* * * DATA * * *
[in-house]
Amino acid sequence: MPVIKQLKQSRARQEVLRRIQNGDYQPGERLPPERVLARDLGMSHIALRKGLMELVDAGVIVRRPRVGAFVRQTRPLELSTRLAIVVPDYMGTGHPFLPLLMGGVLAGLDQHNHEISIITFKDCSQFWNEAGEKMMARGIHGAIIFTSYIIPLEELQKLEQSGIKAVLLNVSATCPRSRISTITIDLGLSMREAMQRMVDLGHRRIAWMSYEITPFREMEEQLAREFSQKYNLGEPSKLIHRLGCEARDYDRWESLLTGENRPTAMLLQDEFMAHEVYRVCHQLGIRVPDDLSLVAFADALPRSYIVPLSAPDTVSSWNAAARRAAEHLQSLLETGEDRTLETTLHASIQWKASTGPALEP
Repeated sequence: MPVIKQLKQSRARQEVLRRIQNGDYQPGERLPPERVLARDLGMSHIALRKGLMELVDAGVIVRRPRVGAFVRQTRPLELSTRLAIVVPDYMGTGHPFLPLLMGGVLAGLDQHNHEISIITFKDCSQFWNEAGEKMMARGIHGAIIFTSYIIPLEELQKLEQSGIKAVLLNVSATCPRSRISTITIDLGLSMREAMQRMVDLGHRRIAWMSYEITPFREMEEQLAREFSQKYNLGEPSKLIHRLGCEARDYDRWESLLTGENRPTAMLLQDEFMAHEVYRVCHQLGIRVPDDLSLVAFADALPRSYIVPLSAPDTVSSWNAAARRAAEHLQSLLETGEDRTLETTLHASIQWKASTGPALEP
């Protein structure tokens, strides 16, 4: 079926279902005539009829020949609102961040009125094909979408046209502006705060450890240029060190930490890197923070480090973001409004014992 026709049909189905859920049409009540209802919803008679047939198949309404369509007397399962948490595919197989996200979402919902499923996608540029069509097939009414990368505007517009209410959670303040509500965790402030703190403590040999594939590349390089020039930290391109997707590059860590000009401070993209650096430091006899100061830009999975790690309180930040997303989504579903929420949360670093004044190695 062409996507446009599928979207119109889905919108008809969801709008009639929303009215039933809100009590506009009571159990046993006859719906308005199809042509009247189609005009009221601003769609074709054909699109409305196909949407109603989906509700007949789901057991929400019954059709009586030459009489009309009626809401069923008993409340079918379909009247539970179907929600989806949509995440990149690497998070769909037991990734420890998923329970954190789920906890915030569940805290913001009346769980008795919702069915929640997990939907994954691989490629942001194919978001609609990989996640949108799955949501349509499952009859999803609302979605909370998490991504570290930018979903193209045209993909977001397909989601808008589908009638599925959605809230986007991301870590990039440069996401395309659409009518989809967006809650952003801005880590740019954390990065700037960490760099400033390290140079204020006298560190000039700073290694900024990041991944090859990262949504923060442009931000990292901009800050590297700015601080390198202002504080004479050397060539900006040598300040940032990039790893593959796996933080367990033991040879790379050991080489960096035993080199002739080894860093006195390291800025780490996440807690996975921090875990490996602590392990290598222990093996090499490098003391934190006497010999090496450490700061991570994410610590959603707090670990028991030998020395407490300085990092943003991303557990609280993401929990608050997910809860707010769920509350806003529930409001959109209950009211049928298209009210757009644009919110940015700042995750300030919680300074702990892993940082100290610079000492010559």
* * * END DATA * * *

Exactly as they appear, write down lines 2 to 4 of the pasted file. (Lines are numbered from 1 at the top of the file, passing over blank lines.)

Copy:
Amino acid sequence: MPVIKQLKQSRARQEVLRRIQNGDYQPGERLPPERVLARDLGMSHIALRKGLMELVDAGVIVRRPRVGAFVRQTRPLELSTRLAIVVPDYMGTGHPFLPLLMGGVLAGLDQHNHEISIITFKDCSQFWNEAGEKMMARGIHGAIIFTSYIIPLEELQKLEQSGIKAVLLNVSATCPRSRISTITIDLGLSMREAMQRMVDLGHRRIAWMSYEITPFREMEEQLAREFSQKYNLGEPSKLIHRLGCEARDYDRWESLLTGENRPTAMLLQDEFMAHEVYRVCHQLGIRVPDDLSLVAFADALPRSYIVPLSAPDTVSSWNAAARRAAEHLQSLLETGEDRTLETTLHASIQWKASTGPALEP
Repeated sequence: MPVIKQLKQSRARQEVLRRIQNGDYQPGERLPPERVLARDLGMSHIALRKGLMELVDAGVIVRRPRVGAFVRQTRPLELSTRLAIVVPDYMGTGHPFLPLLMGGVLAGLDQHNHEISIITFKDCSQFWNEAGEKMMARGIHGAIIFTSYIIPLEELQKLEQSGIKAVLLNVSATCPRSRISTITIDLGLSMREAMQRMVDLGHRRIAWMSYEITPFREMEEQLAREFSQKYNLGEPSKLIHRLGCEARDYDRWESLLTGENRPTAMLLQDEFMAHEVYRVCHQLGIRVPDDLSLVAFADALPRSYIVPLSAPDTVSSWNAAARRAAEHLQSLLETGEDRTLETTLHASIQWKASTGPALEP
């Protein structure tokens, strides 16, 4: 079926279902005539009829020949609102961040009125094909979408046209502006705060450890240029060190930490890197923070480090973001409004014992 026709049909189905859920049409009540209802919803008679047939198949309404369509007397399962948490595919197989996200979402919902499923996608540029069509097939009414990368505007517009209410959670303040509500965790402030703190403590040999594939590349390089020039930290391109997707590059860590000009401070993209650096430091006899100061830009999975790690309180930040997303989504579903929420949360670093004044190695 062409996507446009599928979207119109889905919108008809969801709008009639929303009215039933809100009590506009009571159990046993006859719906308005199809042509009247189609005009009221601003769609074709054909699109409305196909949407109603989906509700007949789901057991929400019954059709009586030459009489009309009626809401069923008993409340079918379909009247539970179907929600989806949509995440990149690497998070769909037991990734420890998923329970954190789920906890915030569940805290913001009346769980008795919702069915929640997990939907994954691989490629942001194919978001609609990989996640949108799955949501349509499952009859999803609302979605909370998490991504570290930018979903193209045209993909977001397909989601808008589908009638599925959605809230986007991301870590990039440069996401395309659409009518989809967006809650952003801005880590740019954390990065700037960490760099400033390290140079204020006298560190000039700073290694900024990041991944090859990262949504923060442009931000990292901009800050590297700015601080390198202002504080004479050397060539900006040598300040940032990039790893593959796996933080367990033991040879790379050991080489960096035993080199002739080894860093006195390291800025780490996440807690996975921090875990490996602590392990290598222990093996090499490098003391934190006497010999090496450490700061991570994410610590959603707090670990028991030998020395407490300085990092943003991303557990609280993401929990608050997910809860707010769920509350806003529930409001959109209950009211049928298209009210757009644009919110940015700042995750300030919680300074702990892993940082100290610079000492010559």